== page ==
- Research
- Open Access
Estimation of genetic relationships between growth curve parameters in Guilan sheep
- Navid Ghavi Hossein-Zadeh^{1}Email author
https://doi.org/10.1186/s40781-015-0052-6
© Ghavi Hossein-Zadeh; licensee BioMed Central. 2015
- Received: 23 December 2014
- Accepted: 28 April 2015
- Published: 14 May 2015
Abstract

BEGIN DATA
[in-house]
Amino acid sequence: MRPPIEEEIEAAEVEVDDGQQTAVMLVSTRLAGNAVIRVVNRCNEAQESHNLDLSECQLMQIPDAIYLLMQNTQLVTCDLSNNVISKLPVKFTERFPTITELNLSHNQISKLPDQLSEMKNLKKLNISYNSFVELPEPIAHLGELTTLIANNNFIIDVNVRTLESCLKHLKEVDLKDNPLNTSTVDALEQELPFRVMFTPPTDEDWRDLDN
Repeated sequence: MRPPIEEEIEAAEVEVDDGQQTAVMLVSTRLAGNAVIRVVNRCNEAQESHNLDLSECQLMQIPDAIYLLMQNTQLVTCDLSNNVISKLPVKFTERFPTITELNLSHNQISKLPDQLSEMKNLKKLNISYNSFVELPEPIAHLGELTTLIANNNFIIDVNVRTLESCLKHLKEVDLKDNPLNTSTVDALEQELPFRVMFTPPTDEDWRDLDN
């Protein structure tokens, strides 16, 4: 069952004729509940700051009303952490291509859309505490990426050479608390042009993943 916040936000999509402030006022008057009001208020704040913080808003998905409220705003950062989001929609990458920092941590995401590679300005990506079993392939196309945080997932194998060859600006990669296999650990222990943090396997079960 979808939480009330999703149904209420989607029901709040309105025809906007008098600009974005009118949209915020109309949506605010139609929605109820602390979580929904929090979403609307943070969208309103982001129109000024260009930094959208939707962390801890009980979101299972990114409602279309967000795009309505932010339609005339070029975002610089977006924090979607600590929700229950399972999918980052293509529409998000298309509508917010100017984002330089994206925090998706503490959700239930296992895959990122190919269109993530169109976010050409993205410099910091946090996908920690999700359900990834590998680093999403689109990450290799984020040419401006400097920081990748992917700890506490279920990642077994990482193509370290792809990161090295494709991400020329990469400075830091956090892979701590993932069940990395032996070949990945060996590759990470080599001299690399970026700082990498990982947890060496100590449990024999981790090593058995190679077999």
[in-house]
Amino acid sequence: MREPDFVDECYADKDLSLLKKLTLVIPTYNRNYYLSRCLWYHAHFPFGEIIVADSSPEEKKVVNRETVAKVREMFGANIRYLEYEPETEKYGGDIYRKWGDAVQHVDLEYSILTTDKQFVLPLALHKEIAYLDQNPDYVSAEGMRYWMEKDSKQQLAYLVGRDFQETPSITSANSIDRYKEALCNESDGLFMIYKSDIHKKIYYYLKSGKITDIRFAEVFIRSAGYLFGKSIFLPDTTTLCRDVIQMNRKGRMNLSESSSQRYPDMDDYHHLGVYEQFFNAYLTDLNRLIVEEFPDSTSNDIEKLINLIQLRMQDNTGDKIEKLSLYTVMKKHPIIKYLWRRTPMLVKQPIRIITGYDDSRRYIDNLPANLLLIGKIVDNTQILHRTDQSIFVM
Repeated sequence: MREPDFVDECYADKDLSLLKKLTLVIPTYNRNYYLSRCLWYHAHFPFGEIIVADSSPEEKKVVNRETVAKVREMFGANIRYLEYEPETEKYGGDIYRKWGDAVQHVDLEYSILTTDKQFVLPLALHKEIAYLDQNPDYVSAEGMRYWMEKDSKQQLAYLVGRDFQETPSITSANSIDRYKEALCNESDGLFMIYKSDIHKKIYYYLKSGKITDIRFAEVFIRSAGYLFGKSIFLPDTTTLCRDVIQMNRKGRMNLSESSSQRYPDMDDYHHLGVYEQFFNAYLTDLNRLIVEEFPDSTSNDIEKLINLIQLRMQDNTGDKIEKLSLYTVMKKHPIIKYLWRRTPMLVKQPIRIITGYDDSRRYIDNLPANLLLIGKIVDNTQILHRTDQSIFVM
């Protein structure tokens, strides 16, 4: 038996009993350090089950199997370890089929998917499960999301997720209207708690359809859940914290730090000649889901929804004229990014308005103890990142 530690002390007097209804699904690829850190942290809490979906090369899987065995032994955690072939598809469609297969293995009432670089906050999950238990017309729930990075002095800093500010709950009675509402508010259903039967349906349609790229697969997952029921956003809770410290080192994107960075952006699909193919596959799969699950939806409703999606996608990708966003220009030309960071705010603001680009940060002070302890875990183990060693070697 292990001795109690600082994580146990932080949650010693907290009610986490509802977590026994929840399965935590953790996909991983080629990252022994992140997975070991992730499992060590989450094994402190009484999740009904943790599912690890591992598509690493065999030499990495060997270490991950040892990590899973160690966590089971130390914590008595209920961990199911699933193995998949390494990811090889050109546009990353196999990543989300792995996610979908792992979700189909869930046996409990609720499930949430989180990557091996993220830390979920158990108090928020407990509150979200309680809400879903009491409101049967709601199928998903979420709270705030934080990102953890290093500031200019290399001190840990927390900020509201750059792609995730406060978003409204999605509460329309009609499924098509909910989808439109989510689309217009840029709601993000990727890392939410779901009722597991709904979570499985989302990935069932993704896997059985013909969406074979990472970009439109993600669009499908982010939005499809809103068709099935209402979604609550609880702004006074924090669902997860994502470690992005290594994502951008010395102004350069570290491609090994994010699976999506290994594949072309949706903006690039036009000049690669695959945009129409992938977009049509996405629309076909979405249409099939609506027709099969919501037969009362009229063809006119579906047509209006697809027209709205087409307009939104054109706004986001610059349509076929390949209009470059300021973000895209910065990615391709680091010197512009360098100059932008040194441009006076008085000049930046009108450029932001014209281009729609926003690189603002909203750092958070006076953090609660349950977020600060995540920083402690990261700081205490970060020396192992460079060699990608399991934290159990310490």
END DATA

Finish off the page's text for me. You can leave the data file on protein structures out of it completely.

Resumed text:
The objective of this study was to estimate variance components and genetic parameters for growth curve parameters in Guilan sheep. Studied traits were parameters of Brody growth model which included A (asymptotic mature weight), B (initial animal weight) and K (maturation rate). The data set and pedigree information used in this study were obtained from the Agricultural Organization of Guilan province (Rasht, Iran) and comprised 8647 growth curve records of lambs from birth to 240 days of age during 1994 to 2014. Marginal posterior distributions of parameters and variance components were estimated using TM program. The Gibbs sampler was run 300000 rounds and the first 60000 rounds were discarded as a burn-in period. Posterior mean estimates of direct heritabilities for A, B and K were 0.39, 0.23 and 0.039, respectively. Estimates of direct genetic correlation between growth curve parameters were 0.57, 0.03 and −0.01 between A-B, A-K and B-K, respectively. Estimates of direct genetic trends for A, B and K were positive and their corresponding values were 0.014 ± 0.003 (P < 0.001), 0.0012 ± 0.0009 (P > 0.05) and 0.000002 ± 0.0001 (P > 0.05), respectively. Residual correlations between growth curve parameters varied form −0.52 (between A-K) to 0.48 (between A-B). Also, phenotypic correlations between growth curve parameters varied form −0.49 (between A-K) to 0.47 (between A-B). The results of this study indicated that improvement of growth curve parameters of Guilan sheep seems feasible in selection programs. It is worthwhile to develop a selection strategy to obtain an appropriate shape of growth curve through changing genetically the parameters of growth model.